“We built a facility at Bowen Hills (in Brisbane) and I’m told by others that it was the best facility in Australia and probably one of the best in the world at the time.
“We went about growing that business and did a deal with Betta Electrical to run a couple of cars.
“We were running the Caterpillar car and the Betta Electrical cars; we had set the facility up specifically to run three cars.”
Three cars soon became two cars, when TEGA – the sport’s technical ruling body – decided to reduce the size of the grid.
“TEGA came to me and said the series was over-subscribed,” Briggs said.
“At the time I had one level one franchise that allowed me to run two or three cars, TEGA approached me suggesting that for the good of the field it would be good to limit the level one teams to two cars, which meant we were forced into a two car team.
“It was very disappointing and frustrating, absolutely. We did a lot of work to run a three car outfit but in the best interest of the series we agreed to do this.”
Briggs decided to run the two Betta Electrical cars, standing down the Caterpillar entry.
“We really had to let the Caterpillar team go, we had no choice,” said Briggs.
“Betta Electrical only wanted to run two cars and we had a five year arrangement, where Caterpillar was an annually renewable deal. It wasn’t a hard decision.”
Little did Briggs know that European based Triple Eight Engineering was eying off a licence to race in the V8 Supercar Championship. Impressed with his Bowen Hills set-up, Roland Dane offered him a deal he couldn’t refuse.
With several of his original staff still working at Triple Eight, Briggs keeps an eye on his former team.
“I must say it’s quite satisfying to look at the guys that are still there,” said Briggs.
“I feel like I’ve contributed to the team’s success ever so slightly. I’m not taking anything away from them or Triple Eight because the fact of the matter is that they’ve done a far better job than I could ever have done.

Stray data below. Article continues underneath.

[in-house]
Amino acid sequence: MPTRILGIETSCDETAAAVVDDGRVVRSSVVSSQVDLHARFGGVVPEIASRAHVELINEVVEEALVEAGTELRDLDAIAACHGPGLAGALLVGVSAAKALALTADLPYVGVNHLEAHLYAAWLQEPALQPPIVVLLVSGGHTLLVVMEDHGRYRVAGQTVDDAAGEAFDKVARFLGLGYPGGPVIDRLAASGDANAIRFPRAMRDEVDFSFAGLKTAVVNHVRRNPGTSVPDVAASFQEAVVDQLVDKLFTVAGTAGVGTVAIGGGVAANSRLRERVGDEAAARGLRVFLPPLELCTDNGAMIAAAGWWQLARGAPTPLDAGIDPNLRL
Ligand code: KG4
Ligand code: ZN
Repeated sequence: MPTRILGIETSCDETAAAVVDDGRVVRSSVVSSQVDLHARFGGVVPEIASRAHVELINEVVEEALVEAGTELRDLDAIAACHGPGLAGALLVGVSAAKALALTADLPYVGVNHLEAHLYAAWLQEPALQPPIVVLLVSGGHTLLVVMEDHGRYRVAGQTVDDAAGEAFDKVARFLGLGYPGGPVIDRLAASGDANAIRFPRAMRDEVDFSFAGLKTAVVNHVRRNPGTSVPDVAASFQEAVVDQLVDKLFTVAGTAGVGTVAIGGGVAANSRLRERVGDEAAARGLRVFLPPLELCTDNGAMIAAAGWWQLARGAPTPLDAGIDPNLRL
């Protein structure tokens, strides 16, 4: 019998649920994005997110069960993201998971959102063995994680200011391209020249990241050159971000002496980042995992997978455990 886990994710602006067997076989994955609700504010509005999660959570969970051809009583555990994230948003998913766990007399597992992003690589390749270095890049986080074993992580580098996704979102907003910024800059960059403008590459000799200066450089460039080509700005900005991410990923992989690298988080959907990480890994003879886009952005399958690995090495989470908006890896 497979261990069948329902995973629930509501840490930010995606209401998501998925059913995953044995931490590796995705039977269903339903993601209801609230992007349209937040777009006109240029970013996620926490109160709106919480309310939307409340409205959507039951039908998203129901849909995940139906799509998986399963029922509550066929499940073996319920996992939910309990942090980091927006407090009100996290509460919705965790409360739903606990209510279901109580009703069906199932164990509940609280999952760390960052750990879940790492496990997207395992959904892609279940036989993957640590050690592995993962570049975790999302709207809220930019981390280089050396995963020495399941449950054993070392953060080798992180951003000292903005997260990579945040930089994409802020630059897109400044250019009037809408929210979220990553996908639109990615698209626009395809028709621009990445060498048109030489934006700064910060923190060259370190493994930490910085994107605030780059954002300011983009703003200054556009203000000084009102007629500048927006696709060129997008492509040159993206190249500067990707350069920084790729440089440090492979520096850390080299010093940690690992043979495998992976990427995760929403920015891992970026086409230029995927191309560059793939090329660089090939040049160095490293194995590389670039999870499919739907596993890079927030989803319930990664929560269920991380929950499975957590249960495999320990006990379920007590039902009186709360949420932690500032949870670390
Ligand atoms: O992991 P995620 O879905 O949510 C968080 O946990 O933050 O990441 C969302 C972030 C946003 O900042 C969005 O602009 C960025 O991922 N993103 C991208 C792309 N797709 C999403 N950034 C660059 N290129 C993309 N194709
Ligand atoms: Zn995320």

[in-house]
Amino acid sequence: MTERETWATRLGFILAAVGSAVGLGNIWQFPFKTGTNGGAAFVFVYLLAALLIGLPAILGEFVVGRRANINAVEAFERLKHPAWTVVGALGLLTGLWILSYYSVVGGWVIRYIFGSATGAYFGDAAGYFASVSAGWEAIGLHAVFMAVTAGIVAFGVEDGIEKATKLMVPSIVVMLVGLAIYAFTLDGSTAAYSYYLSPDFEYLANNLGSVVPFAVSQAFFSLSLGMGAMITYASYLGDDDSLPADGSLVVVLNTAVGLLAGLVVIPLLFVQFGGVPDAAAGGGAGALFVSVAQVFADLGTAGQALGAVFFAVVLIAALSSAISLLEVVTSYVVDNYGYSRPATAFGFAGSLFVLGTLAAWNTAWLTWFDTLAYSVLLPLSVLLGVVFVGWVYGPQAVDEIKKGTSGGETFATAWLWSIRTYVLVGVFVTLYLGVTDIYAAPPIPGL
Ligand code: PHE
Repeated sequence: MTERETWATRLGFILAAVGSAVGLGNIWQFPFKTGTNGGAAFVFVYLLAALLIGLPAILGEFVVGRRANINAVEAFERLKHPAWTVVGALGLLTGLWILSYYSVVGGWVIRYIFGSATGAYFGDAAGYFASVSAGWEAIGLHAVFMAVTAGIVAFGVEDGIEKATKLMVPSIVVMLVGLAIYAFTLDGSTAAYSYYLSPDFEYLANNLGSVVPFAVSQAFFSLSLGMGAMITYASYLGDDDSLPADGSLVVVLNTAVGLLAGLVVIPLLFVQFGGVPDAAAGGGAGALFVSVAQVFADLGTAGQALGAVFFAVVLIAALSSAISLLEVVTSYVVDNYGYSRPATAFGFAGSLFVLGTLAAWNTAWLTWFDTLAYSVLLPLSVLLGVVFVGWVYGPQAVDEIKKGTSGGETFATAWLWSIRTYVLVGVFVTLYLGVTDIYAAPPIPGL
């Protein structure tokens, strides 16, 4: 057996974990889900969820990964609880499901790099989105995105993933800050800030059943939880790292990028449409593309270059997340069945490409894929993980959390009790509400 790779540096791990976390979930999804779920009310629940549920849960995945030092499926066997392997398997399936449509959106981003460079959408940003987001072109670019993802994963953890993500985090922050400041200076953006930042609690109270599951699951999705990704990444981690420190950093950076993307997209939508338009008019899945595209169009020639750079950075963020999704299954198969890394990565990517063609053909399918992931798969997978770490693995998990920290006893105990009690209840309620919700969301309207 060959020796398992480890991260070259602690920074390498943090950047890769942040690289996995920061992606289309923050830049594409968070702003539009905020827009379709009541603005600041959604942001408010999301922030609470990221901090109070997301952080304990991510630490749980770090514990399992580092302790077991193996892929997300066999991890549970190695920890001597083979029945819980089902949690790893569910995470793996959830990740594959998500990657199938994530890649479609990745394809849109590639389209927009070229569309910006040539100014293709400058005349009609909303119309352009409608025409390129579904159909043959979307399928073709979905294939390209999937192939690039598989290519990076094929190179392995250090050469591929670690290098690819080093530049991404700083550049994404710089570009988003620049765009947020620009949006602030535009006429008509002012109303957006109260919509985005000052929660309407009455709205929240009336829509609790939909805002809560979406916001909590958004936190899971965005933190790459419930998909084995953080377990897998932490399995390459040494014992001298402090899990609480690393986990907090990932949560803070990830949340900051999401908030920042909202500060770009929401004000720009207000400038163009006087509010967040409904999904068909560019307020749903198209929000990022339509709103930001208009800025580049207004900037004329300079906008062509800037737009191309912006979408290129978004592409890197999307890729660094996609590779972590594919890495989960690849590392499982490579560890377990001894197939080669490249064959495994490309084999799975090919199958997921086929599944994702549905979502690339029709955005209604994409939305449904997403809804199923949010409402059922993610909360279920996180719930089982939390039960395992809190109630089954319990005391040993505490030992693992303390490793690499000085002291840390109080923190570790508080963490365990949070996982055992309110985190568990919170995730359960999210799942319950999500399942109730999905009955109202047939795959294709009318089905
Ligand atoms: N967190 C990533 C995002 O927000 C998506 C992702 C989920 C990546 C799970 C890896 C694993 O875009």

“It has been nice to see the success there.”
Briggs had many strong race results during his career. One of his favourite memories comes from the 1999 Bathurst 1000, while he is proud of the cars that he delivered to Triple Eight.
“We had a good car at Bathurst in 1999, we had a 35 second lead on the field, and we broke the lap record (before the day ended prematurely), that sticks in my mind,” Briggs said.
“I think the other thing is when we handed the team over to Triple Eight; the first weekend that they ran, which was the same week they bought the team, Paul Radisich was quickest in qualifying at Sandown, so we handed over the team in pretty good shape.”
Since leaving the sport in 2003 Briggs has focussed on his business.
“I’m a property developer and that takes all of my time these days,” said Briggs.
“We do quite a bit in Tassie, some in Brisbane, but predominantly our interests at the present time are in Tasmania.
“This year I was planning on having a major crack at the GT Championship, but I had a prostate cancer issue I had to deal with.
“This really stopped me running. I figured with all that was going on it would take me a good twelve months to get my fitness back.”
With his health on the mend Briggs again has one eye firmly focussed on racing again, something he hopes to resume later in the year.
“I’ll run the Veskanda (sportscar) later this year and maybe run it next year,” said Briggs.
“I wouldn’t mind running in the GT series, I’m not sure if I’ll do the whole series but I would like to do a couple of races.
“If we got a bit more serious next year in the GT Championship, I’d probably sell the Veskanda to focus more on that.”